Nov 23, 2013; Athens, GA, USA; Georgia Bulldogs quarterback Hutson Mason (14) throws a pass in the second half against the Kentucky Wildcats at Sanford Stadium. The Georgia Bulldogs won 59-17. Mandatory Credit: Daniel Shirey-USA TODAY Sports

Georgia Football: Offense


Coach Mark Richt and a delegation of players met with the media Tuesday during the Bulldogs’ weekly press luncheon. They offered the following comments:

Coach Mark Richt

On Hutson Mason…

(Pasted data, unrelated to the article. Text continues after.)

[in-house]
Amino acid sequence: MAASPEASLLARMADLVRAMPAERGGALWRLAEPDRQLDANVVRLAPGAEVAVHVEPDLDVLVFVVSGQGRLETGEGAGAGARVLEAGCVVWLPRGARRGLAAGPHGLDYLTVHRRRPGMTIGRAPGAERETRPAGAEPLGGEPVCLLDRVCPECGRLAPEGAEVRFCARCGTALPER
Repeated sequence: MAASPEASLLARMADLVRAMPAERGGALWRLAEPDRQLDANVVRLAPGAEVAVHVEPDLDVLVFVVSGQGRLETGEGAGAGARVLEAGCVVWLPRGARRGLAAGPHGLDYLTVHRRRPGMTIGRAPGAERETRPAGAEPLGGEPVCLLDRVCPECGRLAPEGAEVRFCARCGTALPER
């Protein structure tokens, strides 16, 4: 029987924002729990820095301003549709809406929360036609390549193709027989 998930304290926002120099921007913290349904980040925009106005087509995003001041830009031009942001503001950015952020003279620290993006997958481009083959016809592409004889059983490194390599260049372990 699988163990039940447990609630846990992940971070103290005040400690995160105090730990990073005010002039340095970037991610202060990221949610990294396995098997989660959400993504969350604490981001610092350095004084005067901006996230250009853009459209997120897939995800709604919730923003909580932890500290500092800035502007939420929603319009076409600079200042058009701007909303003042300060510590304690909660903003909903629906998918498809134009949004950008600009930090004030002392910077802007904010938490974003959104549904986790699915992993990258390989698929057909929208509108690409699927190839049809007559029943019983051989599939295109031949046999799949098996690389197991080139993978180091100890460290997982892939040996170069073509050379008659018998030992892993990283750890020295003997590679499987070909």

“I think Hutson is ready. Hutson has worked extremely hard. I say this a lot, and it’s true – your second team quarterback has to be just as prepared as your first team guy, but going into the game, you never really know if you’re going to get into the game. It’s a hard thing to do. I spent a lot of time being a backup quarterback, so I know. I can promise you that he is a lot more prepared than I was back in my day. I wasn’t as mature as he is. In the spring, he’s with the second team offensive line and second team offense vs. the number one defense, and you’ve got to try to have some success in that situation. That’s not always easy to do, but he’s been able to do that. He’s been a guy that’s been able to make plays and get drives going when maybe other people just kind of folded up. That’s been great experience for him, and now he’s the guy. That’s a new experience for him. He probably had a pretty good idea in the middle of the Kentucky game that he may be playing for the rest of the year, but this is the first time that he’s had a whole week to prepare. One thing that will change is that he’ll get all the reps in practice. Let’s say we have a five-minute drill and there are so many plays that we’re going to execute where the ones will run them all until everyone is satisfied, and then whatever time is left, the twos get to get as many reps as possible. The twos rarely get all the reps of all the plays in the game plan, so this will be a first for him to make sure he gets all the reps.”